banner1.jpg
stapeliads.net ::HomeSite mapDocumentsForumPANSI DatabaseContact usGuideAbout us
Loukie Viljoen
the Stapeliae
A general introduction to this group

Document Revision 1.0
First Edited December, 11th, 2004
Reads : 6914

If one is very knowledgeable and interested about botany and flowers, and succulents in particular, you would inevitably come across some weird and wonderful flowers - the Stapeliads, colloquially known as "carrion flowers", because they attract flies and are pollinated by flies, and therefore some of the species emit an odour, maybe slight, even pleasant in some species, or a bit more offensive for some individuals in other species.

They are truly remarkable.

Roughly speaking, skipping some intermediate categories, we find them in the, of the Class of Dicotyledons, Subclass of Gamopetalae and the Family Apocynaceae (the Apocynaceae is the seventh largest family of the Angiosperms, containing 424 genera & 4200 species), subfamily Asclepiadoideae, and the Tribe of Ceropegieae.

Angiosperms are flowering plants with seeds enclosed in a container or a seed pod, in the Stapeliads it is the well known twin seed pods in the form of two horns. Dicotyledons are Angiosperms that have 2 cotyledons or seed leaves in the plantlet or in the embryo. After germination they tend to shrivel up, and drop off.

The Gamopetalae [Sympetalae] have petals that are not wholly separate from base of the flower but are fused into a tube of varying length forming a central tube, the corolla tube this is an advanced development of the flower so as to interact with insect visitors and so facilitate pollination. If human procreation was as complicated as the Stapeliads, the human race would long ago have disappeared.

The Asclepiadoideae contain roughly 220 genera with 320 to 1820 species, it has changed considerably, but this is a fluctuating total due to discoveries and taxonomic advances. The important distinguishing feature of the Asclepiadoideae is that the pollen content of the anthers are fused/united into waxy masses, that are attached in pairs to pincer like organs called pollen carriers. They form the most important part of the whole fertilization process in these plants, and such carriers of pollen is found in no other plant species, the waxy pollen masses of the Orchids may be an exception.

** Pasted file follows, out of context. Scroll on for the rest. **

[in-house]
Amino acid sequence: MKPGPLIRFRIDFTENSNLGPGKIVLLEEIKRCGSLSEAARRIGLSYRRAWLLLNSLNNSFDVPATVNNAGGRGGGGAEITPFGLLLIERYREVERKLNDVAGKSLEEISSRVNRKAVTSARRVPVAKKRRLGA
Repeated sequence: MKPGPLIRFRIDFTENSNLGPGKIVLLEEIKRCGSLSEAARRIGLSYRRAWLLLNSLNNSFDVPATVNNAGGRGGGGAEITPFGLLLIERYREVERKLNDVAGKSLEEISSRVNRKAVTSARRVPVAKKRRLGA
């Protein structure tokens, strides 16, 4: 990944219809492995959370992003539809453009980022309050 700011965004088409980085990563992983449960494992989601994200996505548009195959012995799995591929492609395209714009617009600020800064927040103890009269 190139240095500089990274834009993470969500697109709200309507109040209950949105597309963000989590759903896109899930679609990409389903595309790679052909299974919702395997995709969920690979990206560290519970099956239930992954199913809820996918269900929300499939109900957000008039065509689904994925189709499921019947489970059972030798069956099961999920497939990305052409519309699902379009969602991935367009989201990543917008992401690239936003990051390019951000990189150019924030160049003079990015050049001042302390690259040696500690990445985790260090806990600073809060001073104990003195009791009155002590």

The seeds of these plants have amazing vitality, and often germinate within 24 hours, conditions being favorable.

The tribe Ceropegieae is all fleshy stemmed succulents, just about without leaves, and rarely is thorny. The absolute specialization of the very different flowers seem to be related to the species of flies that have to provide the means for pollination and fertilization, and is consequently very indicative of the flies available, only certain flies visit certain flowers, and therefore pollination is very flower and insect specific.

We can not write or discuss Stapeliads without referring or mentioning what is regarded as the bible of Stapeliads, the monumental 3 volume publication The Stapelieae by Alain C. White & Boyd L. Sloane that appeared in 1937, with a total of over 1200 pages. These books are very valuable, and no new books have been produced since then, we are all eagerly awaiting the publication of at least a new book for some guidance in this taxonomic minefield,

The seeds once escaping from the pods, often only a year later, and only if conditions are favorable are wind dispersed, the seed is suspended from a very light airy plume of filaments called the coma. They are dispersed, get caught up in the branches of a shrub, or tree, or in rock crevice where seed drops off, and germinates.

back
 www.stapeliads.net :: page    118044.2095834 : 0.058  -   Page Views: 6914      Portal Architecture © Fabio d'Alessi, 2004-2005.